Trouble with your squat? If you’re struggling with any of the following, then this article series is for you:
Can’t squat below parallel
Keep falling backwards
Leaning forward when sqatting (overhead squats and snatches feel impossible)
Can bodyweight squat (air squat) but not with weight
One or both knees rolling in when squatting
Shifting weight to one side when squatting
Knee pain when squatting
This is the second article in a series about squatting, and ideas, techniques and fixes to improve your squat. In the first article we talked about the perception that “everyone should be able to hit a full-depth squat”, and how in reality the shape of your body can affect this. We looked at some of the structural variations of the legs and hip joints that can affect your squat - things like the length of your thighs and the angle of your joints. We also looked at some things you can do to work around these differences. Check it out here if you haven’t already done so!
Let’s say that you’ve read it. You’ve checked yourself to see if there are any structural issues, and you’ve either found none, or dealt with what’s there to the best of your ability. But you’re still having problems! That’s where this article comes in!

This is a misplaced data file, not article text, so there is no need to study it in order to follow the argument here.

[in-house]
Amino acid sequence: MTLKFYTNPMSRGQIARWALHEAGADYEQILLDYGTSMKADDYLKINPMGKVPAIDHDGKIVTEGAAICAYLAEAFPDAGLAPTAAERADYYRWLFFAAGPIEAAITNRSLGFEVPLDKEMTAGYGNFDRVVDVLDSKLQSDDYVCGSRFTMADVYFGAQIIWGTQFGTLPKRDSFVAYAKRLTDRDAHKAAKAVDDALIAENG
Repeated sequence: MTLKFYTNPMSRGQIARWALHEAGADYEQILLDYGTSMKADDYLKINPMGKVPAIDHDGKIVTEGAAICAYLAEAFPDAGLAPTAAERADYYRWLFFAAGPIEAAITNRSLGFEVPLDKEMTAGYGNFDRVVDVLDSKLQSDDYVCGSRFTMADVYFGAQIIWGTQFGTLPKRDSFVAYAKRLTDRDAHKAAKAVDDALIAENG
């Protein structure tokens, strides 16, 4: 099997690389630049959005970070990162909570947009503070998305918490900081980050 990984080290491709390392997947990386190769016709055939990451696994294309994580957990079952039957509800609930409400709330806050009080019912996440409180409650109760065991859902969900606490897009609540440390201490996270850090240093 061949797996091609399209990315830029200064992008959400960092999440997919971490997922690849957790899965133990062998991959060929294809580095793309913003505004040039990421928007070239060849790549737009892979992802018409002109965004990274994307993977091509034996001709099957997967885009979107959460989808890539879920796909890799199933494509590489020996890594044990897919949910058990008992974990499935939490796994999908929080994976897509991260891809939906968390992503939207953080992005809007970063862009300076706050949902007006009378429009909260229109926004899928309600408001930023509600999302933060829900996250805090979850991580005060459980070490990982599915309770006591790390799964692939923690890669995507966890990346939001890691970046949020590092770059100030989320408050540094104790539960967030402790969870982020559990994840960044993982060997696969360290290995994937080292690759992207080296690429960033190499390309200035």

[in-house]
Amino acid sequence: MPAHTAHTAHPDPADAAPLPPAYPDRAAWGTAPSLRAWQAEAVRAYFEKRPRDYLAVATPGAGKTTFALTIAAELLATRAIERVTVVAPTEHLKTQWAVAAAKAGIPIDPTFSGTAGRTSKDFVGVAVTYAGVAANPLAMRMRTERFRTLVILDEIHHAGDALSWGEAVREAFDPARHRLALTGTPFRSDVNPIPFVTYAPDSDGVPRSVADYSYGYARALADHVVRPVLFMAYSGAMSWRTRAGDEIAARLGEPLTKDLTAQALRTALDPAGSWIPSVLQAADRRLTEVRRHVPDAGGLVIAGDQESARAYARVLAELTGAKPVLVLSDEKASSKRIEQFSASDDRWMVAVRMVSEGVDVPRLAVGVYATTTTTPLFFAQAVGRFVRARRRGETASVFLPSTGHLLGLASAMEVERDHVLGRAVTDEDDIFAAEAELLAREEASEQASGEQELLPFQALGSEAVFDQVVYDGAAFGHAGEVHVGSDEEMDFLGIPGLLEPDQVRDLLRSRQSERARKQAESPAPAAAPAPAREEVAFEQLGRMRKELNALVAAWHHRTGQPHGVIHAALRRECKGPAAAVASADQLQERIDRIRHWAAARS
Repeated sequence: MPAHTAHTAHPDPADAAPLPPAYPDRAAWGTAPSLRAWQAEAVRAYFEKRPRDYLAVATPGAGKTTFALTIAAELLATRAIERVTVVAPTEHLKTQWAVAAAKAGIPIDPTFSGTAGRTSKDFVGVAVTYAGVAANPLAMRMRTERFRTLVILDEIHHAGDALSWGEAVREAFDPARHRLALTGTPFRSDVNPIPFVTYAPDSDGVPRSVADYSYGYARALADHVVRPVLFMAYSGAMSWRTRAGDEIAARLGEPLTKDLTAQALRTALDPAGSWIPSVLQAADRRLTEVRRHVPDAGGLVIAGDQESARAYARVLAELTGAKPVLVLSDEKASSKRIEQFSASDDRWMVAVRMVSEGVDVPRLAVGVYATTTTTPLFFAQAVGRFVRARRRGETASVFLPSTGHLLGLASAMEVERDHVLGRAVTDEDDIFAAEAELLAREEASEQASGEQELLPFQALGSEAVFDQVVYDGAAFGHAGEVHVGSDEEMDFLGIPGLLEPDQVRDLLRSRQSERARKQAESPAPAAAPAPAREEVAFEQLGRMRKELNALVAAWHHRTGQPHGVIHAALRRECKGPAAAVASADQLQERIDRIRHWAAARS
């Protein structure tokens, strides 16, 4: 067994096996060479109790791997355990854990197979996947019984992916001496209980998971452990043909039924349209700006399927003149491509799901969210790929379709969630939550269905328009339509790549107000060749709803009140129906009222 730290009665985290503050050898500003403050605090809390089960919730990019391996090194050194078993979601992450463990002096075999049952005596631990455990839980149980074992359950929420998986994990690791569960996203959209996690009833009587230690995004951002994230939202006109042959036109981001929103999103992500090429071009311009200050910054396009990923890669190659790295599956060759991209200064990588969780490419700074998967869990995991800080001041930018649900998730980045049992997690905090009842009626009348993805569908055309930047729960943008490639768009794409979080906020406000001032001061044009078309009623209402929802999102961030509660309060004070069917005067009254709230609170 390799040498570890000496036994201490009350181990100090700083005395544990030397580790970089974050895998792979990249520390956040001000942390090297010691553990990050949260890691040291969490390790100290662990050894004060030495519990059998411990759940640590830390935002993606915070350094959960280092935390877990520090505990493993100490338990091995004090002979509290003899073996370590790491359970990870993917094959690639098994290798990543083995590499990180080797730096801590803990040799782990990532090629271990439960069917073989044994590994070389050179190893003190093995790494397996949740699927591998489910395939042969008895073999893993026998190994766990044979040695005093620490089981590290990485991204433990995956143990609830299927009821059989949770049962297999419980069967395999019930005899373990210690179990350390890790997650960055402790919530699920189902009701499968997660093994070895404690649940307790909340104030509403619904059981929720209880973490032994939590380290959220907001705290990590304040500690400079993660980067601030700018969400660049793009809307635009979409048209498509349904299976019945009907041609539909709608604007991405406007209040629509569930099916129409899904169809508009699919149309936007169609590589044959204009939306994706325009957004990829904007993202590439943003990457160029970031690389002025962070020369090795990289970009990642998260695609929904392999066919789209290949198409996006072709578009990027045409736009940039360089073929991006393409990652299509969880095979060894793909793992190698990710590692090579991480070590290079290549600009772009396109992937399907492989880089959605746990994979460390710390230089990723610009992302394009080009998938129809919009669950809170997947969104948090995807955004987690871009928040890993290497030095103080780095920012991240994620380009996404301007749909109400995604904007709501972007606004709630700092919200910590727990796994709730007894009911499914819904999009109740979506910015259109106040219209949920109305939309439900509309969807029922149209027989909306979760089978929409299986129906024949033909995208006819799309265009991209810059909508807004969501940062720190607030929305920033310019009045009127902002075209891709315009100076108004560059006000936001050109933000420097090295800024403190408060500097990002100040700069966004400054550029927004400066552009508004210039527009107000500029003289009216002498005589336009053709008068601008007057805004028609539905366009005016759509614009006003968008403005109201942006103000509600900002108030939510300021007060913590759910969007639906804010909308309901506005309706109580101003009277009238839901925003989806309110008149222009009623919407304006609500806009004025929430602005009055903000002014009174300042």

Before we continue, and as a disclaimer, I want to state that these articles are not meant to diagnose or treat any injury or musculoskeletal condition. If you are experiencing pain with your squat, I strongly recommend that you consider getting checked out by a health professional.
On with the show! I’m going to divide the strategies described in these articles into either mobility or motor control fixes. This article deals with the mobility issues. As you read through this article you will notice that I don’t refer to stretching your hamstrings or your hip flexors at any stage. As far as I’m concerned, too many times people are told to stretch these when the real issue is motor control, not mobility. I’ll explain why.
Hamstrings first: a lot of people get told that a butt wink is due to tight hamstrings. The theory is that at the bottom of a squat your hips are fully flexed, and that tight hamstrings could therefore pull your pelvis forward into a butt wink. What this fails to acknowledge, however, is that your hamstrings also cross your knees, and as much as your hamstrings lengthen due to hip flexion when you squat, they also shorten at the same time due to the bend in your knees. So the relative length of your hamstrings stays pretty much the same throughout the movement. The hamstrings need to be able to contract in order to stabilise the hips and knees, and possibly to contribute to hip extension as you stand back up, but their length doesn’t really come into play in the squat. As I mentioned in the first article here, butt wink is probably more to do with your hip joints.